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Monday, Jul 15, 2024

Hospital Gives to Nonprofits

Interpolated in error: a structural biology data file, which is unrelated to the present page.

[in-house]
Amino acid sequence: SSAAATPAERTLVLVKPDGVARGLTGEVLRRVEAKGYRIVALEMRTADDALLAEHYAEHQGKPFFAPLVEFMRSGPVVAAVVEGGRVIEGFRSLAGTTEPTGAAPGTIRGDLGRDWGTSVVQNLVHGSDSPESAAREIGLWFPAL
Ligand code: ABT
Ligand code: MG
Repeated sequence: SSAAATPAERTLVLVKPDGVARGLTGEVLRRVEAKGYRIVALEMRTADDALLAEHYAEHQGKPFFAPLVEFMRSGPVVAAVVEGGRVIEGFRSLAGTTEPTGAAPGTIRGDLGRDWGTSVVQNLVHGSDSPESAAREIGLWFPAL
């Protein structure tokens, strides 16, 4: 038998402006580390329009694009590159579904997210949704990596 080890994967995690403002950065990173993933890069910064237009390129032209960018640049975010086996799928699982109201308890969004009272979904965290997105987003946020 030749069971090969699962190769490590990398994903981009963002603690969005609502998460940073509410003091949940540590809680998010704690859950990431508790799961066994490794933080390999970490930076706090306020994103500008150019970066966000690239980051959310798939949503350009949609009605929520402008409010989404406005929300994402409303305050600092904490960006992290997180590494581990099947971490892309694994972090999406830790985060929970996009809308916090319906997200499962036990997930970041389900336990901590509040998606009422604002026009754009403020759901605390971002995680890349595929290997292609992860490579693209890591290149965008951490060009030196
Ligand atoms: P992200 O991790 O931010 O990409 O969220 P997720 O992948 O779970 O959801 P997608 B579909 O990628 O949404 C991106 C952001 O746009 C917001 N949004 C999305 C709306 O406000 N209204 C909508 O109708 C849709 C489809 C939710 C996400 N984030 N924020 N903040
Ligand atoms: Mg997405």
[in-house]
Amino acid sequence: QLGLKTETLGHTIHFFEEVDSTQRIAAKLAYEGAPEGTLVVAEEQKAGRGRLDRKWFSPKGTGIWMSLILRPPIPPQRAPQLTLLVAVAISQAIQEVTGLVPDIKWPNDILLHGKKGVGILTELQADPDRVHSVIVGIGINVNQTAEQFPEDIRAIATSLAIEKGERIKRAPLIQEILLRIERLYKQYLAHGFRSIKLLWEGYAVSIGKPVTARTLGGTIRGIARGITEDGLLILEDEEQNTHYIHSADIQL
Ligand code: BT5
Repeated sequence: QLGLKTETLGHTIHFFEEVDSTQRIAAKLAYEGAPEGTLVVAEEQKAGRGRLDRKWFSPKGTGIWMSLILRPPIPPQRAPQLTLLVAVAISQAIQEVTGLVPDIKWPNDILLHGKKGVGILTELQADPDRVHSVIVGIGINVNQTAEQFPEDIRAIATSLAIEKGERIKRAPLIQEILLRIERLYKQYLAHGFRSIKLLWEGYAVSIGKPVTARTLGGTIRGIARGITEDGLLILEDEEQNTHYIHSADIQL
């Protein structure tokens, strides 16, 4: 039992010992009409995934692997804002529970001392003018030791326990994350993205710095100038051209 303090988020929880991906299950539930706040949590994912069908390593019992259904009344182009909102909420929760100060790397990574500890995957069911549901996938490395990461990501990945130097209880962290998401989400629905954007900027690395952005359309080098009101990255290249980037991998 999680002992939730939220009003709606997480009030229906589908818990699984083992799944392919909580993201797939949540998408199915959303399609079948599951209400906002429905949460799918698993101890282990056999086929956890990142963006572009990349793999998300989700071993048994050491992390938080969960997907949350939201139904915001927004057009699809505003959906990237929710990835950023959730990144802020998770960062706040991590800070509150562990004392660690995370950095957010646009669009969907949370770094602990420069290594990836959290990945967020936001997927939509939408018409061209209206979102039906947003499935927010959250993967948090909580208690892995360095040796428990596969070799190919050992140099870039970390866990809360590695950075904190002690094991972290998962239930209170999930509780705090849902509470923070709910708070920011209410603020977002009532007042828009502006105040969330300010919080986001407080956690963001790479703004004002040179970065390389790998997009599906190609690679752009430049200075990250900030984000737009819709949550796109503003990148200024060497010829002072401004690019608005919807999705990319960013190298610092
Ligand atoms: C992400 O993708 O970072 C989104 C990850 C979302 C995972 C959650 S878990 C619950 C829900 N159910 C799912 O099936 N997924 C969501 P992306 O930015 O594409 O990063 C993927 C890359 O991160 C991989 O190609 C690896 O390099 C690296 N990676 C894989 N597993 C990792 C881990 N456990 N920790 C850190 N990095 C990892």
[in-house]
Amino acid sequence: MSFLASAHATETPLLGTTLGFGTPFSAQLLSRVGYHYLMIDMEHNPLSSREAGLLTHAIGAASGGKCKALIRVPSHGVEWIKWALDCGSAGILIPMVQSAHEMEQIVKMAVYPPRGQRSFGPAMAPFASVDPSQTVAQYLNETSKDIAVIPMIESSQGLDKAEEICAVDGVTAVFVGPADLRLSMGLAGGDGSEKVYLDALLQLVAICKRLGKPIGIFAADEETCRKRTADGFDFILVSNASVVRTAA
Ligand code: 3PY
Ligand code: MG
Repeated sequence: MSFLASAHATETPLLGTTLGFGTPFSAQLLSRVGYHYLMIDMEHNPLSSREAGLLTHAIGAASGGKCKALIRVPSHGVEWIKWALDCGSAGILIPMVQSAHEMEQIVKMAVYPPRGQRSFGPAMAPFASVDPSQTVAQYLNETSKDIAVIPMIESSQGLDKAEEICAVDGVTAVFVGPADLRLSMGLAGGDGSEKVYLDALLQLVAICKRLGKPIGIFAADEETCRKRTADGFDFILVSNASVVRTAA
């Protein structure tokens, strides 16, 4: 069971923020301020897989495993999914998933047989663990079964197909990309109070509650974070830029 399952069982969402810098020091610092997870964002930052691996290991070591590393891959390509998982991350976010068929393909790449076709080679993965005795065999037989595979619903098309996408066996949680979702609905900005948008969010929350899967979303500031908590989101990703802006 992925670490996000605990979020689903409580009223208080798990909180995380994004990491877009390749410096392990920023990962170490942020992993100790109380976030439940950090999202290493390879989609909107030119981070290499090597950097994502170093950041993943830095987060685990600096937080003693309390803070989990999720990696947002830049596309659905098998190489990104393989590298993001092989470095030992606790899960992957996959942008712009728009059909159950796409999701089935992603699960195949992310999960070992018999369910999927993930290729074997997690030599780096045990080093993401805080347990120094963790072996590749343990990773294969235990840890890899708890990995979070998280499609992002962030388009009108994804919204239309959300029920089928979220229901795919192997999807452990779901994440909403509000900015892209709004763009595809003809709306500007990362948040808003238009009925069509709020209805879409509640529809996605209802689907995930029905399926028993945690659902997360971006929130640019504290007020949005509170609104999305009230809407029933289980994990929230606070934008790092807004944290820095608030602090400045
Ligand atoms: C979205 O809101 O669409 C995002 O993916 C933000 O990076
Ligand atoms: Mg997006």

Northridge Hospital Medical Center has awarded grants to three Valley nonprofits that will help cover blind spots in public health and wellness. The hospital bestowed grants of $52,337 each to Journey Out, ONEGeneration and Phoenix House. The funding comes as part of parent organization Dignity Health’s Community Health Grant program, an annual campaign to partner with local charitable organizations to provide a “continuum of care” that extends beyond the walls of a hospital. According to Northridge Hospital Foundation President Brian Hammel, who runs the hospital’s financing arm, “It’s kind of a contradiction, but so much of health care now is keeping people out of the hospital. … Even when you’re discharged, you’re still our patient. We’re really trying to look after these patients long after they leave here with some of these chronic diseases.” He added that keeping the general population as healthy and diligent in managing illnesses as possible allows the hospital to safely allocate more resources for urgent or emergency cases such as strokes or heart attacks. “If you don’t take care of yourself, you’re going to come right back to the hospital,’ Hammel said. That’s where the nonprofits come in. ONEGeneration is a senior care organization with centers in Canoga Park, Reseda and Van Nuys that offers help for people with long-term illnesses including Alzheimer’s, dementia, cancer, Parkinson’s and HIV/AIDS. Its grant will support a health and housing project that aims to reduce social isolation for seniors. Journey’s Out, based in Van Nuys, works with victims of human trafficking and sexual exploitation. It will use the grant for its standard crisis and long-term support services. And Phoenix House is a national drug and alcohol rehabilitation organization with a treatment center in Sylmar. It will use the money for individual and group therapy as well as nature-oriented services to teens in its residential and outpatient treatment programs. Hammel explained Dignity Health allots a certain amount of money to each of its 39 hospitals for the Community Health Grant program every year. Each hospital is then free to select a few local charities to support with that money. “We’re here to serve our community,” said Hammel. “That’s more than just treating people when they’re sick.”

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